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  1. #1
    mfobrien's Avatar
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    Turning a Crown Graphic into a Field camera

    Last night, I decided that all of the "bells and whistles" on my 4x5 crown graphic were not needed for its use as a fild camera... so I spent a considerable amount of time removing all of the pieces needed for the Kalart Rangefinder (complex!), and the external flash bracket, as well as the little quick sight on the back and the body-mounted shutter release. I decided to cover the holes for now, at least with black gaffer tape. Now I have a camera that no longer has strange protrusions and fits in a bag a lot easier. I know it lacks a lot of movements, but for landscapes, I think it will be ok, esp. since the camera was a freebie. It has an Ektar 152mm lens on it. Now I have a very simple camera that I think has been pared down to the minimun needed. Has anyone else done this? I know some Graflex afficianodes might be horrified, but I'm not worried about the value of the camera.
    Mark O'Brien -
    At the home of Argus cameras...Ann Arbor, MI
    http://www.geocities.com/argusmaniac/

  2. #2

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    cough ... splutter ... sobs away in the corner

  3. #3

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    I never use the rangefinder on my Crown Graphic. I do use rangefinder on Century Graphic especially with roll film back, which points up possible problem if you ever wanted to add a roll film back to your camera. The Graphic cameras were frequently used hand-held ( see threads on reporter who still uses Speed Graphic hand held); but as field camera all the focusing aids other than ground glass are superfluous.
    van Huyck Photo
    "Progress is only a direction, and it's often the wrong direction"

  4. #4
    mfobrien's Avatar
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    Yeah, I thought about the rollfilm back, but then I realized that the one I have is 6x7, so if I'm going to shoot that, I may as well use my Pentax 6x7, anyway. I think the camera that really shines with the rollfilm back is the mini-graphic 2x3.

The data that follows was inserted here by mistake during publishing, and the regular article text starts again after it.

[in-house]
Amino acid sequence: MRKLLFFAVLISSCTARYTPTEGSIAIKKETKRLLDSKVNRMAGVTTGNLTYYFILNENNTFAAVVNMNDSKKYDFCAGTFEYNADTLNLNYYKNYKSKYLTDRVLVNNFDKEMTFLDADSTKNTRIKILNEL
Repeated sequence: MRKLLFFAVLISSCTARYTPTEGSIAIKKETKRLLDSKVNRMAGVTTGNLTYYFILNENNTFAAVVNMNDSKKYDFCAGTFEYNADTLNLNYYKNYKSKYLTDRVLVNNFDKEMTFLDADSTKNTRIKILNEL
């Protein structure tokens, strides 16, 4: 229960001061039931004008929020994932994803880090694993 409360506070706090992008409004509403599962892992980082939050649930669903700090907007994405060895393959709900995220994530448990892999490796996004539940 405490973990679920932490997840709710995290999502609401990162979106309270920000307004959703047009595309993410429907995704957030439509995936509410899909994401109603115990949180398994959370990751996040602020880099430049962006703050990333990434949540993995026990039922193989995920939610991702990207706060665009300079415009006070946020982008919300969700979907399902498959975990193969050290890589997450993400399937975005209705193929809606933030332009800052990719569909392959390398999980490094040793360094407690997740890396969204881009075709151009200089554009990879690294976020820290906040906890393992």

Mark O'Brien -
    At the home of Argus cameras...Ann Arbor, MI
    http://www.geocities.com/argusmaniac/

  5. #5

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    I converted my Crown Graphic to a field camera too..

    here are some pictures.. I sold it.. and i kind of miss it now...

  6. #6

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    I did a similar thing to very old 4x5 speed graphic. I stripped all the leather off, removed all the metal parts, which had considerable oxidation and completely refinished the wood and brass. It's actually kind of pretty. I've used it in the woods a time or two, isn't too heavy though it is a little bit limited in movements and such. I tried to overcome some of that by adding a cabinet hinge arrangement for control of the drop bed. It is a little bit cumbersome and so is still a work in progress, but I have a soft spot for old fashioned and do-it-yourself stuff. My wife even said "that's about the last thing I would have thought a person would do to make better pictures but it looks kind of neat" - an overwhleming compliment considering the source. I dare say you can't get into large format any cheaper, except for the old Calumet I bought off Ebay for $45

  7. #7

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    BTW: I removed the focal plane shutter too, it worked but not consistently and I decided not to put it back in when I rebuilt it. I was very impressed by the elegently simple design

  8. #8
    jbj
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    Hi. Yes, I also have a crown graphic and removed as much as possible to pare it down in both size and weight. It is a nice camera for the price and landscape/field work. For me the movements are adequate: front shift, rise, and pseudo-front tilt (drop the bed, raise the lens and then can get a small amount of forward tilt). Mine has the Xenar 135mm lens and it is very sharp.
    No intentions of hand-holding mine nor using the rangefinder so I'm pleased with the results.

  9. #9

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    Quote Originally Posted by jbj
    For me the movements are adequate: front shift, rise, and pseudo-front tilt (drop the bed, raise the lens and then can get a small amount of forward tilt).
    Did I read somewhere of turning the front standard hardware around so that the front standard tilts forward instead of backward? I've never owned a Graphic (rather surprising, actually...), so have never had the opportunity of testing that idea. But forward tilt would be much more useful in a field camera application.

    -Will
    My Verito page

    Anyone can appreciate a fine print. But it takes a real photographer to appreciate a fine negative.

  10. #10
    Dave Parker's Avatar
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    Hi Will,

    Yes it is a pretty simple thing to change the front standard to have forward tilt.

    I have done on many Crowns with great results.

    Dave Parker
    Ground Glass Specialties

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